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Hit The Page Running

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To fight Resistance, Steven Pressfield says he dives right in.




My mantra when I finally sit down to work is

Hit the page running.

What I mean by that is to plunge in immediately.

First minute.

First second.

First millisecond.

Why do I do this?


I don’t want to give Resistance the slightest opening to worm its way into my brain and start me “thinking.”

No dawdling.

No cogitating.

No mulling over.


Get to work.

Get into the flow.

If I’m working on Draft #1 of a new project, I will pick up immediately where I left off yesterday. Without “thinking,” I’ll continue telling the story. If I left off yesterday with Uncle Pismo clutching a double-bladed axe in both hands as the leader of the zombies hurtles toward him across the work floor of the abandoned noodle factory, I’m gonna have Pismo sling that weapon first thing.

I wanna get into that fight as fast as I can.

Into the story.

Into the flow.

Remember, our enemy in writing our novel or screenplay is not plot or theme or characters.

Our enemy is Resistance.

If I’m working on Draft #11 of a project, the work is easier. I have pages already. I’ve got the characters, the story, the theme. Momentum is already there on the page.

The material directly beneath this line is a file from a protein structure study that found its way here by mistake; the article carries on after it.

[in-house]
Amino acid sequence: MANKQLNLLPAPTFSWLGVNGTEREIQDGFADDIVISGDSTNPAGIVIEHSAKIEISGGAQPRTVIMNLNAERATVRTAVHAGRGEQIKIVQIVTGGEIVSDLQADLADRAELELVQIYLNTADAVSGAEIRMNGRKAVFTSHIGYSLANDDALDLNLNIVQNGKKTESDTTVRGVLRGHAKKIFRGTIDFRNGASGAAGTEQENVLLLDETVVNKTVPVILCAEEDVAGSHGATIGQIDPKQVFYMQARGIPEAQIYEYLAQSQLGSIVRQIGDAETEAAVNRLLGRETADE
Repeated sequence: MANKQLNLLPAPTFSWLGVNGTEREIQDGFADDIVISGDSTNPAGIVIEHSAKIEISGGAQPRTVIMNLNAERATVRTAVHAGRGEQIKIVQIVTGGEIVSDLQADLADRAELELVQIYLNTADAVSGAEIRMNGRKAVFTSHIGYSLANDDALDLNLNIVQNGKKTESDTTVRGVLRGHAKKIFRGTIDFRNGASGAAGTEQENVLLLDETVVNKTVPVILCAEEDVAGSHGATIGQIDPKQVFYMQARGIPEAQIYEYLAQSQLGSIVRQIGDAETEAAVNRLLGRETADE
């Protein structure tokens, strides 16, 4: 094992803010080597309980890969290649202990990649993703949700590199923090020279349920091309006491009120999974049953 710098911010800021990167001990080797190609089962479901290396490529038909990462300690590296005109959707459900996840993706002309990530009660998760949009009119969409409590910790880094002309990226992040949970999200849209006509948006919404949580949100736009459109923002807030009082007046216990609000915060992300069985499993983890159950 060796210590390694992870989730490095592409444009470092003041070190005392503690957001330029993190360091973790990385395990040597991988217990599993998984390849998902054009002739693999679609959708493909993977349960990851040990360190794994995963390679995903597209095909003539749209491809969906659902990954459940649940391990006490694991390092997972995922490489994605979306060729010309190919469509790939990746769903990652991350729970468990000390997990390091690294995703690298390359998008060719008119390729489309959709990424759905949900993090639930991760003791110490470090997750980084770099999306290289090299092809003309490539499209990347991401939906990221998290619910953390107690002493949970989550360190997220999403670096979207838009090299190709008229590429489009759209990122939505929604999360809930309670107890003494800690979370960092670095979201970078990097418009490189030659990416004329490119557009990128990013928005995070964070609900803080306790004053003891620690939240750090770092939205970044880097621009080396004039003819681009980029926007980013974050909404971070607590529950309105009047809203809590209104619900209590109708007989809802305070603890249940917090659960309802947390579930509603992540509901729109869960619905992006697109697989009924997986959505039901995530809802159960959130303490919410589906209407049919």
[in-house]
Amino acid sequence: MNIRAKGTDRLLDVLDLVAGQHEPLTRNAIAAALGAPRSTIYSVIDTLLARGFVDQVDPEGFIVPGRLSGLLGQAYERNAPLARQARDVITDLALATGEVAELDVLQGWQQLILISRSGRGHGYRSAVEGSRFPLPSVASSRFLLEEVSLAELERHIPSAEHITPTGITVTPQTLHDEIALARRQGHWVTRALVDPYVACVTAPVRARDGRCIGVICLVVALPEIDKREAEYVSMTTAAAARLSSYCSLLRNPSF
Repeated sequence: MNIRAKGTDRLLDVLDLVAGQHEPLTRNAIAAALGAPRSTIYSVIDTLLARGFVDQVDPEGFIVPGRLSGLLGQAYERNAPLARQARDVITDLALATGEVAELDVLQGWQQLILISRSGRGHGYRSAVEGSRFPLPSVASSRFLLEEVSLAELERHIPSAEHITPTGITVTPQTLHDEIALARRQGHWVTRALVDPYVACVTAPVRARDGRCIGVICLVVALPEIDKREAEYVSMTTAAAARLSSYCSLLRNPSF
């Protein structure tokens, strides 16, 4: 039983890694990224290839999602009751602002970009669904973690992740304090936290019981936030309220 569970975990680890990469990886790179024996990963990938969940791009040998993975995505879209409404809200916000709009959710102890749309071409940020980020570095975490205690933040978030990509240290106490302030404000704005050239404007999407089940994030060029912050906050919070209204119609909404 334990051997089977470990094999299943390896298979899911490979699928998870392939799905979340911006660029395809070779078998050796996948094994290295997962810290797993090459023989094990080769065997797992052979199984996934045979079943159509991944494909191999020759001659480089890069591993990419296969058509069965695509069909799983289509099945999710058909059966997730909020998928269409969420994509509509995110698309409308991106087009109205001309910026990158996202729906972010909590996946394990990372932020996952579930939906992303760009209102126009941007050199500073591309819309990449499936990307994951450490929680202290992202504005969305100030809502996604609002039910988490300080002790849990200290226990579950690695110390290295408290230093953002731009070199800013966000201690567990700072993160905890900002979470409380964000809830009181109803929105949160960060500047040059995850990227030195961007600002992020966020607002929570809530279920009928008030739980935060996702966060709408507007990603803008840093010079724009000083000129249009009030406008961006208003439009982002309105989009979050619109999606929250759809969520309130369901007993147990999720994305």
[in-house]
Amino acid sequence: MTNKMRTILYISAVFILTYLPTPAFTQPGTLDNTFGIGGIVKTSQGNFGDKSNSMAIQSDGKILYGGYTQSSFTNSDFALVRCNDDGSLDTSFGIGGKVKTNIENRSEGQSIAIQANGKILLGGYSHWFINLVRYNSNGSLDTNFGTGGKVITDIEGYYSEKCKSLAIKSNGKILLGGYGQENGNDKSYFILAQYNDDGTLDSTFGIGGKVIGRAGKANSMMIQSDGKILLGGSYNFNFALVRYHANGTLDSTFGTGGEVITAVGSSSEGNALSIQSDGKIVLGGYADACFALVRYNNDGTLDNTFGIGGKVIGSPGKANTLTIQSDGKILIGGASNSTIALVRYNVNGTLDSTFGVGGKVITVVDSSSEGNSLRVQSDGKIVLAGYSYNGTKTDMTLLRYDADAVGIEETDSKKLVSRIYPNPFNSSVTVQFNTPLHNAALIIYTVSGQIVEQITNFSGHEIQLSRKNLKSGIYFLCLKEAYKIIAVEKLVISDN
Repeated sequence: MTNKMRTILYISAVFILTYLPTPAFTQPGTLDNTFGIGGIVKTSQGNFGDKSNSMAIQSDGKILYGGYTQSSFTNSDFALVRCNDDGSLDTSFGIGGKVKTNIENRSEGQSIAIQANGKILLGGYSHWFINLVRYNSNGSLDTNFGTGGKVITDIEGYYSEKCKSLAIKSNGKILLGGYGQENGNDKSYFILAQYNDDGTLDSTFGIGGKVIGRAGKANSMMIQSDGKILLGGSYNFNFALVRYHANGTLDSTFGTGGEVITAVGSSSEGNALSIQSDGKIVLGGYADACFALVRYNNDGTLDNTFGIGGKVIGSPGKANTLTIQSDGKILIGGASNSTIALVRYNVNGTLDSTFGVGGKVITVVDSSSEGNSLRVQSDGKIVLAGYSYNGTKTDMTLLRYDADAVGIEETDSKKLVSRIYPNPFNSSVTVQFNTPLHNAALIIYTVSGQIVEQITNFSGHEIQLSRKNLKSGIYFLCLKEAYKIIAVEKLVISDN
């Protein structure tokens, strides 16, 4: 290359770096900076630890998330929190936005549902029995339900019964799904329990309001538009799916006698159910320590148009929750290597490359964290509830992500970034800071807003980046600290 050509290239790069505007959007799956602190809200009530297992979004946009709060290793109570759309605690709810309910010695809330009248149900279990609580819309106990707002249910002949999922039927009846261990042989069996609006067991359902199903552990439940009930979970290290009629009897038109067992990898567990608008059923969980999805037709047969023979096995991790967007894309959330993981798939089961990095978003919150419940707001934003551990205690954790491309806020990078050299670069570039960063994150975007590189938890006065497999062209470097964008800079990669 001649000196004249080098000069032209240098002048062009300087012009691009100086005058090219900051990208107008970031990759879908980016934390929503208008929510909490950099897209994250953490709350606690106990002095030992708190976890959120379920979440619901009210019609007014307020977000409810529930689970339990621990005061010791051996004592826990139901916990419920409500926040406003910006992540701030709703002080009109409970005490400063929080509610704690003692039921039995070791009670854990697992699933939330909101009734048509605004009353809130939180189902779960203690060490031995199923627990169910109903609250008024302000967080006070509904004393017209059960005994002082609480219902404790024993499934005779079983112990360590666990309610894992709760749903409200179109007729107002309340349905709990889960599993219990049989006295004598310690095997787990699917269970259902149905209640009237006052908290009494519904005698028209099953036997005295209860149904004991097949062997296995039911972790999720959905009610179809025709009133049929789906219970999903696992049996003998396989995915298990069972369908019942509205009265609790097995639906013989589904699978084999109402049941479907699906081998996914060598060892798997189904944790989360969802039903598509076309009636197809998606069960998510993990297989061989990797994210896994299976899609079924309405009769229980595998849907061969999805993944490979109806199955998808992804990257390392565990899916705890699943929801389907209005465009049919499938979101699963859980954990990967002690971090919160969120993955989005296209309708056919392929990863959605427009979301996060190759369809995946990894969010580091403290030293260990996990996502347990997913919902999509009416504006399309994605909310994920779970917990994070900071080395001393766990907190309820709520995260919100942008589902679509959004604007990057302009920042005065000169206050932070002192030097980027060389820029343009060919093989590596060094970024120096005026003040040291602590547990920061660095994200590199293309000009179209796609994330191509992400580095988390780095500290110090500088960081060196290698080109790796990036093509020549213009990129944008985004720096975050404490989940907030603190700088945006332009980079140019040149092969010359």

Still I’ll plunge in, Minute One, without hesitation and without thought.

Pick up where I left off and keep going.

I might go slowly. I might be focusing intently on single words and single beats of punctuation. But I’m relentlessly pushing forward without letting Resistance, in any of its manifold manifestations, weasel its way in.

It goes without saying, I have turned off all external sources of distraction.

No phone.

No e-mail.

No Instagram.

No Facebook.

I am on an ice floe in Antarctica.

I’m circling alone at 70,000 feet.

I’m on the moon.

Barring a zombie apocalypse or a family emergency, I will not turn my attention to anything that’s not happening inside my own demented brain.




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..I lost a John Cleese interview when my other phone was stolen. He had much the same advice for comedy writing, basically saying that the first twenty minutes is gold and you should get up and get a good cuppa after that. Then start something else, like another beat of that scene or another scene entirely.


You can see this cyclical pattern in a Monty Python sketch. Set up the situation; joke; beat it to death; joke revival on another tack; shouting overreacting; the punchline. Then the Python touch: the non-sequitur segue to the next sketch.

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